Sign up for our newsletter - Navigating the horizon of business technology​
Leadership / Digital Transformation

TikTok Seeks Oracle ‘Partnership’ to get Round Trump Ban as Microsoft Talks End

TikTok is pursuing a “partnership” with Oracle to safeguard its US operations after ending take-over talks with Microsoft.

The Chinese video sharing platform has been looking for a buyer for its US arm since President Donald Trump threatened to close it down in the States unless it was separated from parent company ByteDance.

With the September 15 deadline issued by the President looming, Microsoft, which announced last month that it was in talks to purchase TikTok in the US, as well as Canada, Australia and New Zealand, has confirmed discussions have closed without an agreement being struck.

This leaves Oracle in pole position to strike a deal thought reports on Chinese TV (via Reuters) have stated that ByteDance, TikTok’s parent company, will not be selling to Oracle or any other US buyer. The Chinese firm said it also intends to retain the the platform’s source code.

White papers from our partners

Partners, not Buyers

Under the new plans, Oracle would manage TikTok US data, as well as taking a stake in its State-side operations.

It is unclear whether the TikTok Oracle partnership will be sufficient to satisfy President Trump, who wants the social media platform in the US to be under domestic ownership, but Oracle CEO Larry Page is one of the President’s few high-profile backers in the tech world which could help swing the deal.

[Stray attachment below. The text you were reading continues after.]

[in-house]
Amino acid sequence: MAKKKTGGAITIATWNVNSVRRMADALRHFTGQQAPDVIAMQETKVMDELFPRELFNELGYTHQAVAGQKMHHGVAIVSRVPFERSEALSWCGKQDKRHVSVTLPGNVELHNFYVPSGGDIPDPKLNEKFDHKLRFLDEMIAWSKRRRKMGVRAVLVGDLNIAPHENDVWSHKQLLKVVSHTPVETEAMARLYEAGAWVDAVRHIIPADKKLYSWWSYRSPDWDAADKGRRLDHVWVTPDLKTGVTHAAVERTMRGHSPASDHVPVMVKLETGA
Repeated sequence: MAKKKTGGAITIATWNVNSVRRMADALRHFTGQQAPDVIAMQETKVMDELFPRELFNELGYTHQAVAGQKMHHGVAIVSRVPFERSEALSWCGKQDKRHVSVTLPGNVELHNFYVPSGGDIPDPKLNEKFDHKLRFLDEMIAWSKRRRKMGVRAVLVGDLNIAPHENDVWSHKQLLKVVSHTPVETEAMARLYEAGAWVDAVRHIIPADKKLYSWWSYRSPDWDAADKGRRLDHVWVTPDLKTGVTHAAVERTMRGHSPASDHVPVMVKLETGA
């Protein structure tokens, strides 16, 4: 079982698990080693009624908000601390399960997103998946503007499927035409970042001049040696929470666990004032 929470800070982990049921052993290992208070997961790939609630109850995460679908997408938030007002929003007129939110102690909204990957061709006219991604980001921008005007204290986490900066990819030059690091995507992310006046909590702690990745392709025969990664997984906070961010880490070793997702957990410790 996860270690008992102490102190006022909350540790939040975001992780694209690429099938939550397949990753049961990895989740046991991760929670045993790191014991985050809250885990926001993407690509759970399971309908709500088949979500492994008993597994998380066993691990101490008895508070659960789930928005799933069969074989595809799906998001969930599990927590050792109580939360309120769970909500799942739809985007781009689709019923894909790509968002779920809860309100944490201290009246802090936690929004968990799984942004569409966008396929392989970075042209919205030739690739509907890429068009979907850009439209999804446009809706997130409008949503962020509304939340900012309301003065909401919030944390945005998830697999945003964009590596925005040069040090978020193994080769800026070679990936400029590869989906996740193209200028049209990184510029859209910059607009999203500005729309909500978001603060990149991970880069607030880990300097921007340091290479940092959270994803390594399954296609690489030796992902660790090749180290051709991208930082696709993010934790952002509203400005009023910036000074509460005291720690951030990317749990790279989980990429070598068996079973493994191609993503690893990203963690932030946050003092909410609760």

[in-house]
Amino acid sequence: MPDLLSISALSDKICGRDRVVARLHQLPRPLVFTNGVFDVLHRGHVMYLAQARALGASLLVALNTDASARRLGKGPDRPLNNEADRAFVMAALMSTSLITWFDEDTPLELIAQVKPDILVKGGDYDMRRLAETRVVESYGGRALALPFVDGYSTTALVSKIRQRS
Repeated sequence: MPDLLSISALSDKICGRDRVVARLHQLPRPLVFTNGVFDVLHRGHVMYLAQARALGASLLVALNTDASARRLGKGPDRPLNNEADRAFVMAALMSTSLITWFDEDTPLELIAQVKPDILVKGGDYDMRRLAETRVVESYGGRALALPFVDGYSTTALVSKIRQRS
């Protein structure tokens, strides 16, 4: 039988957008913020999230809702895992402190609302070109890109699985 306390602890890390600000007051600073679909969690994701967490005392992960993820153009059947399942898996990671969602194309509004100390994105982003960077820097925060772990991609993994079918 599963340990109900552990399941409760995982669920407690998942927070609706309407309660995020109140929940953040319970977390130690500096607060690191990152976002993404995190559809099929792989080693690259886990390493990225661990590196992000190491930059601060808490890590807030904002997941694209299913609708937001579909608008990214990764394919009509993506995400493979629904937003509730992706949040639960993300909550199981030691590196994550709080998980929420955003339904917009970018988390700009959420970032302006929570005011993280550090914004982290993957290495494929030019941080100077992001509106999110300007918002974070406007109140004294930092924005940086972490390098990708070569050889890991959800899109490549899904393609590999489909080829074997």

A partnership arrangement could also appease the Chinese government, which can block the sale of IP to foreign owners under new export control rules introduced last month.

No Go for MSFT

Microsoft had been heading up a consortium including Walmart which was keen to acquire TikTok, which has risen to prominence over the last 18 months as its short-form viral videos have become popular among teenagers.

A MSFT statement said: “ByteDance let us know today they would not be selling TikTok’s US operations to Microsoft. We are confident our proposal would have been good for TikTok’s users, while protecting national security interests.

“To do this, we would have made significant changes to ensure the service met the highest standards for security, privacy, online safety, and combatting disinformation, and we made these principles clear in our August statement.

“We look forward to seeing how the service evolves in these important areas.”

Computer Business Review has approached TikTok and Oracle for comment.

Read This: Major XSS and SMS Vulnerabilities Found in TikTok


This article is from the CBROnline archive: some formatting and images may not be present.

Matthew Gooding

News editor

Matthew Gooding is news editor for Tech Monitor.